In Voyage of the Rock Aliens, a group of five wacky aliens (played by Tom Nolan and 4/5 of the largely forgotten 1980s New Wave rock group Rhema) and their sarcastic robot assistant (voiced by Peter Cullen, known primarily as the voice of Optimus Prime in the Transformers franchise) head to 21st century Earth in a quest to find the source of rock and roll. Landing in the fictional town of “Speelburgh, USA,” the aliens meet the plucky Dee Dee (Pia Zadora) and her boyfriend, Frankie (Craig Sheffer of Nightbreed fame), the leader of a violent rockabilly punk band known as The Pack (played by rockabilly punk band Jimmy and the Mustangs). The alien commander, ABCD (pronounced Absid), falls for Dee Dee and attempts to win her heart, but the jealous Frankie does his best to put an end to the relationship. Meanwhile, the local sheriff (played by a slumming Ruth Gordon, best known for her work in classic films like Harold and Maude and Rosemary’s Baby) sets out to expose the aliens and send them back to wherever it is they came from. Along the way, a pair of killers escapes from a psychiatric institution, a lake monster torments the citizens of Speelburgh, and Frankie, Dee Dee, and the aliens all break into a bunch of spontaneous musical numbers. Then the movie gets weird.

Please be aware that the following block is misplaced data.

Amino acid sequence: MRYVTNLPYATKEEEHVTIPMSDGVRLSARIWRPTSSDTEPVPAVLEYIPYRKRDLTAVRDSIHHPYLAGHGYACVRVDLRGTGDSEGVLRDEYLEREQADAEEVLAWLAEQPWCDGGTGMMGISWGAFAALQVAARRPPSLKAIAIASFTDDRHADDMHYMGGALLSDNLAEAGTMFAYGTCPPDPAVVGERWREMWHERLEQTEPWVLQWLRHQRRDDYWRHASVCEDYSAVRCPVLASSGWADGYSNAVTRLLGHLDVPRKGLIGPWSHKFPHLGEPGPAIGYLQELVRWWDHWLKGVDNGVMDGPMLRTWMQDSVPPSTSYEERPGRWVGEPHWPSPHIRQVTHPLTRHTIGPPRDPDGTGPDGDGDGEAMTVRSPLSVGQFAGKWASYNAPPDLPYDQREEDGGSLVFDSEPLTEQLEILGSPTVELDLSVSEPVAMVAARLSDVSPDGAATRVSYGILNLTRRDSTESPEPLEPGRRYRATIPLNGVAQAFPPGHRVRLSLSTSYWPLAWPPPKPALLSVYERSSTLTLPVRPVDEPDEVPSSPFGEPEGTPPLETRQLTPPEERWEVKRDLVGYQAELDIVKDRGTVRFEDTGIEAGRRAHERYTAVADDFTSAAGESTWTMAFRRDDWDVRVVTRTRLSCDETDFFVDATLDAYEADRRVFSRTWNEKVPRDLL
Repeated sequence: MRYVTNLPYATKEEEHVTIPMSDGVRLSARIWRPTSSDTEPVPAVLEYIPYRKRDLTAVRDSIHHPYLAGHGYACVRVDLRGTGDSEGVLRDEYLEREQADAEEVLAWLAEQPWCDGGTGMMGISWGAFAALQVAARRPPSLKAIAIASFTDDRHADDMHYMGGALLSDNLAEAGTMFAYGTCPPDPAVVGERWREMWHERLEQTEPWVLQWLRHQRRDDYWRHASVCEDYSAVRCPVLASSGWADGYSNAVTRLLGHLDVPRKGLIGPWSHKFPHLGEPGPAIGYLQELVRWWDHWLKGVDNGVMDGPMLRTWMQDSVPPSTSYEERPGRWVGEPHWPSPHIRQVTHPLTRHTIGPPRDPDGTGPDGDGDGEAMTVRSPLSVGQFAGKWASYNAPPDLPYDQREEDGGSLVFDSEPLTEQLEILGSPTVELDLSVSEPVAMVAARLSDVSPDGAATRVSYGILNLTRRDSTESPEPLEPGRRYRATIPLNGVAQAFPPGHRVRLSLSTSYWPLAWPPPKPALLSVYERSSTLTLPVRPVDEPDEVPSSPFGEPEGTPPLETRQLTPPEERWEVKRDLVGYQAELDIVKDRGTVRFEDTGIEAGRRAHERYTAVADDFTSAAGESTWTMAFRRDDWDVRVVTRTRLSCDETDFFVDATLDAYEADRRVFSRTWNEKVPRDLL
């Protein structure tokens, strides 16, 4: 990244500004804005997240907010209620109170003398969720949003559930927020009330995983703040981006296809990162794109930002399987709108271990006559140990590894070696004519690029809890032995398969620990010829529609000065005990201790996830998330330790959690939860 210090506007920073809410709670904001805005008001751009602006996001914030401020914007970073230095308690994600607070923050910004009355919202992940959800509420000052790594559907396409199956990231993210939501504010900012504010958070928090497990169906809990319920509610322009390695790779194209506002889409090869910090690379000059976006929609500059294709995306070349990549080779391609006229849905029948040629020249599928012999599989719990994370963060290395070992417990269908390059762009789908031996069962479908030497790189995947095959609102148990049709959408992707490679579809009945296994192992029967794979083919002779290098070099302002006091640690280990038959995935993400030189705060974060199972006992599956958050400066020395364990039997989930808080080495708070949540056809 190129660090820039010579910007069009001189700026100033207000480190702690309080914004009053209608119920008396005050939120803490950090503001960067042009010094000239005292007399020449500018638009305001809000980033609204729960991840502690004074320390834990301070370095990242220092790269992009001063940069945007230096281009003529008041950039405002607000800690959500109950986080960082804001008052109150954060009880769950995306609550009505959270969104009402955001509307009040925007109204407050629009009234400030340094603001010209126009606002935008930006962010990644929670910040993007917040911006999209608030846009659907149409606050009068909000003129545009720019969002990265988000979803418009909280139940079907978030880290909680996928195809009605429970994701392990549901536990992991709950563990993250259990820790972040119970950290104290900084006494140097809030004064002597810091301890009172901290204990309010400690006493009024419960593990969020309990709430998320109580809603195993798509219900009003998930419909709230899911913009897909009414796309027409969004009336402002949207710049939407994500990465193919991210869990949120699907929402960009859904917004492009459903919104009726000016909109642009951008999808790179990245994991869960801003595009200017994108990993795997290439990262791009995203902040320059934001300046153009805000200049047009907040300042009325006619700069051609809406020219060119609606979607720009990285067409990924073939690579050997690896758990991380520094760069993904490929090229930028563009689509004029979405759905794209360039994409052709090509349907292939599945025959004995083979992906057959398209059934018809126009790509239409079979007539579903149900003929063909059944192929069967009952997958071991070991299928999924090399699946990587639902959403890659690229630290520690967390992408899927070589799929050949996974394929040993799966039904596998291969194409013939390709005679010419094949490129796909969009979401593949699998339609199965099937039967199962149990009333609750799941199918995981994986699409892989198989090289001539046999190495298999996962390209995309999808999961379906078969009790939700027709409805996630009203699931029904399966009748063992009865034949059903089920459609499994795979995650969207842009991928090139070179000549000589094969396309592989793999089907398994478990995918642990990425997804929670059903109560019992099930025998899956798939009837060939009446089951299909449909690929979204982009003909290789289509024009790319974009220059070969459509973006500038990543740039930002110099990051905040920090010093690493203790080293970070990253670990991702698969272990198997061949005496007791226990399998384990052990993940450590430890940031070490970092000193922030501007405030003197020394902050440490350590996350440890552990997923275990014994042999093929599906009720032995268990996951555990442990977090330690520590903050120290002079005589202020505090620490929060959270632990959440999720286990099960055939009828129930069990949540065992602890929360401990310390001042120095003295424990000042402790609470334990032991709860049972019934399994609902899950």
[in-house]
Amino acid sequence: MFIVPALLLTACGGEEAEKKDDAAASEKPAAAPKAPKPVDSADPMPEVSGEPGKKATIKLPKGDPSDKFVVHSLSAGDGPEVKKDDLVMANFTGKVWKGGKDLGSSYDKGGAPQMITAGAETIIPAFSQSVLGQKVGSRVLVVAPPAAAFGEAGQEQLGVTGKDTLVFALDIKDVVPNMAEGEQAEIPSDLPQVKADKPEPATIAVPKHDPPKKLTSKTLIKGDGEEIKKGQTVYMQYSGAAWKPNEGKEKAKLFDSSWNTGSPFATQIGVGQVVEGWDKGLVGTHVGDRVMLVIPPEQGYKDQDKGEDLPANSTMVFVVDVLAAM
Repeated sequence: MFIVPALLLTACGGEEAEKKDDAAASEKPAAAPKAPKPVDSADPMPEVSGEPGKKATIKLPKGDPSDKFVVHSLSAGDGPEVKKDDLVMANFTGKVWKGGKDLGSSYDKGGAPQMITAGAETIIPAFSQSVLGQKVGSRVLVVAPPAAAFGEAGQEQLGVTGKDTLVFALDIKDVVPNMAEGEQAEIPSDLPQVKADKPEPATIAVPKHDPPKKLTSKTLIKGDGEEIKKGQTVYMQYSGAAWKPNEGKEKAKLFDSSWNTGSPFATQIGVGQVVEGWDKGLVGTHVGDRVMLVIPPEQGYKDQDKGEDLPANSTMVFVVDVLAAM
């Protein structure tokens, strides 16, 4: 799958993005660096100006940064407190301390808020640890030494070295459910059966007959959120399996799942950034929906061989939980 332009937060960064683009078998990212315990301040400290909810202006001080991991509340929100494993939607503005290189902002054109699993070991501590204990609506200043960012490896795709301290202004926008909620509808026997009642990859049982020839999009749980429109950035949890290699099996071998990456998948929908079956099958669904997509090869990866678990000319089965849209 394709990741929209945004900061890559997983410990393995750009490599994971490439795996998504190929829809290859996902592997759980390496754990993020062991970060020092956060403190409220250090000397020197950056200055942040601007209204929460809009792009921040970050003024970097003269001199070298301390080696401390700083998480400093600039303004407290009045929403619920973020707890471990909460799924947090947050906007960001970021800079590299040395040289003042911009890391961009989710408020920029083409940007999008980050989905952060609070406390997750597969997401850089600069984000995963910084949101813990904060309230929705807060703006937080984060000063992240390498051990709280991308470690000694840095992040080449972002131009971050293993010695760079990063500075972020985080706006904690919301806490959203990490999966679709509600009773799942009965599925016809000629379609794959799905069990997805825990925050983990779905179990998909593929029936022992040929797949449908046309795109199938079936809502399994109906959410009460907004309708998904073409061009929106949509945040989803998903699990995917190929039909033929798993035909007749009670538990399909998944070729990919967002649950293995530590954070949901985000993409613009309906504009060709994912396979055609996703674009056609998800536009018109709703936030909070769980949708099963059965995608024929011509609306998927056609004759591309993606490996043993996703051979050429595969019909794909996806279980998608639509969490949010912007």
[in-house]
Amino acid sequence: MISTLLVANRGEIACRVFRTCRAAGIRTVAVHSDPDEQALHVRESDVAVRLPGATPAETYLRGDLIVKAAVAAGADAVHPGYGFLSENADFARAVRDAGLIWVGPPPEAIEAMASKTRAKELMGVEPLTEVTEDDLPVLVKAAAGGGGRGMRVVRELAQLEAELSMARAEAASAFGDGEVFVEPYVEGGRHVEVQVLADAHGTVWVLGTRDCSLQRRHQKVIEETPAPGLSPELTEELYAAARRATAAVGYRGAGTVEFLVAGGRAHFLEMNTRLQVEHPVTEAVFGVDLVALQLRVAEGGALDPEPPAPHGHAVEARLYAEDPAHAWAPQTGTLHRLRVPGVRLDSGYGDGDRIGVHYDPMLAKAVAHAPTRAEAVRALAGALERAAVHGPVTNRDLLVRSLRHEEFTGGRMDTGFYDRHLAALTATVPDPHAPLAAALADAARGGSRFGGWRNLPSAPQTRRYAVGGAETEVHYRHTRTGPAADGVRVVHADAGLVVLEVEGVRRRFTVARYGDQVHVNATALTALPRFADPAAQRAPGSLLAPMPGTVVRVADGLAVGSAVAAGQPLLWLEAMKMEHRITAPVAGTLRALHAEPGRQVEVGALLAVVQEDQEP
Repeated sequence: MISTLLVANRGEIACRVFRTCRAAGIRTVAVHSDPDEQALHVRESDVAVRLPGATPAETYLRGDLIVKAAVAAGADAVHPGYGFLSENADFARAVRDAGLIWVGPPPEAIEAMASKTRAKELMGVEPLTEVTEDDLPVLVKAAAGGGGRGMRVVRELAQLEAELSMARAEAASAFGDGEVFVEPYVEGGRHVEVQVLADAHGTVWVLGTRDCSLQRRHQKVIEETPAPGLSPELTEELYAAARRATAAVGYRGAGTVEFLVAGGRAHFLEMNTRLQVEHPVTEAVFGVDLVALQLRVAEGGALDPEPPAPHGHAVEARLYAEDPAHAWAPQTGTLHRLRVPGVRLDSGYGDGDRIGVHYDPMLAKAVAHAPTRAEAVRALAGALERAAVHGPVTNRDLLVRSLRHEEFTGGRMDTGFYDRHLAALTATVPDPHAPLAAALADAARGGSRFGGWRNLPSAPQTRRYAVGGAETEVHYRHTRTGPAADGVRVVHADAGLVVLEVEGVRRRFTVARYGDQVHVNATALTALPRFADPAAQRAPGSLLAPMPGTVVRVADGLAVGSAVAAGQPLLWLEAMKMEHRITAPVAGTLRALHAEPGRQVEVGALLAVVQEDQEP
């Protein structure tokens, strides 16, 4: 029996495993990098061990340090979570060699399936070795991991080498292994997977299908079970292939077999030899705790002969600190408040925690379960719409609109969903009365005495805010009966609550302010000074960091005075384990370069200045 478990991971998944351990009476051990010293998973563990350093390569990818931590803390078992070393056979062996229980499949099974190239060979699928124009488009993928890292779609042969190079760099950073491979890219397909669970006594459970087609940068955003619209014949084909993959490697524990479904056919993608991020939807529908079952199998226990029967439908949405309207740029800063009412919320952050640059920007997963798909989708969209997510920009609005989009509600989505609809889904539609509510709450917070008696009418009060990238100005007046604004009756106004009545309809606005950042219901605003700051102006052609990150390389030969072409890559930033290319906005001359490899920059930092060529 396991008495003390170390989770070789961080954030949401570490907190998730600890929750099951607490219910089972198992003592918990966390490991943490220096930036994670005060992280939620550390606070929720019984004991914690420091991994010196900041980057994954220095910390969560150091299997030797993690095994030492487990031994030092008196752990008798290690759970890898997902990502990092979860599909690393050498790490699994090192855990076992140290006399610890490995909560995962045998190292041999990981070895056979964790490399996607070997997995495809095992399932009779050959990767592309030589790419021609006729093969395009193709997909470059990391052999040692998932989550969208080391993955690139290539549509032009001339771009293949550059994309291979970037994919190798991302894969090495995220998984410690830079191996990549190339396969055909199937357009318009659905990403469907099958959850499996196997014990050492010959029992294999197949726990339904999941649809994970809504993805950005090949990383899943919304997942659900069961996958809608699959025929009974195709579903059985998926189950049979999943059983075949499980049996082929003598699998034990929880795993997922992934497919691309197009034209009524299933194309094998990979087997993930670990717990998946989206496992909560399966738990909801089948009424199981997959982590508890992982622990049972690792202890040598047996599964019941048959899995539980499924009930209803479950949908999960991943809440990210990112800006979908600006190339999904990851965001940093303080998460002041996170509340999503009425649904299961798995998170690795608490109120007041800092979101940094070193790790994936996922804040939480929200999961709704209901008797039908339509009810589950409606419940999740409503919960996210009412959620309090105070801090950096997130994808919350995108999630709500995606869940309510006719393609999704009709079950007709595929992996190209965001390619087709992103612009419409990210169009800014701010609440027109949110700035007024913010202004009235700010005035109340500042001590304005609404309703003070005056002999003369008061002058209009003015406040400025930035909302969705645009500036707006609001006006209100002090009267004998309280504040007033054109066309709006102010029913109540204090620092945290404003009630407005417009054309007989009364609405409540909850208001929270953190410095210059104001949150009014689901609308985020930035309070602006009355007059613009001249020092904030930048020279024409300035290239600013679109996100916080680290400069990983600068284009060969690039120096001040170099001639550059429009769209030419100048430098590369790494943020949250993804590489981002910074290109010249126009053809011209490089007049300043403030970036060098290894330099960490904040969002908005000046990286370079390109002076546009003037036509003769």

That synopsis really doesn’t even begin to scratch the surface of the craziness that pretty much defines the entire film, which in many ways feels like a spiritual forerunner to movies like Spaced Invaders and Earth Girls Are Easy. Voyage of the Rock Aliens is terrible in the best way possible. In the parlance of the How Did This Get Made? podcast, the whole thing is just completely bonkers. Nothing in the film makes any sensesense; the narrative is not cohesive in any way shape or form because events do not logically flow from one to the next, and the movie feels completely schizophrenic as a result. A lot of this could probably be chalked up to basic incompetence on the part of the filmmakers, as the direction, cinematography, editing, etc. leave a lot to be desired. At the same time, however, the film is quite funny (often intentionally so), and the musical numbers are frequently pretty great, featuring excellent choreography and staging throughout. Additionally, the actors give it their all, and while their performances never really manage to transcend the material, they nevertheless make the proceedings much more enjoyable, as everyone involved seems pretty game and completely aware that Voyage of the Rock Aliens is nothing more than fun schlock. Plus, Craig Sheffer pretends to be a sexy panther at one point, during a sequence that could easily double as a cologne or perfume ad. In other words, while it never quite reaches the heights of other cult musicals (like the classic Phantom of the Paradise, for example) Voyage of the Rock Aliens is completely awesome.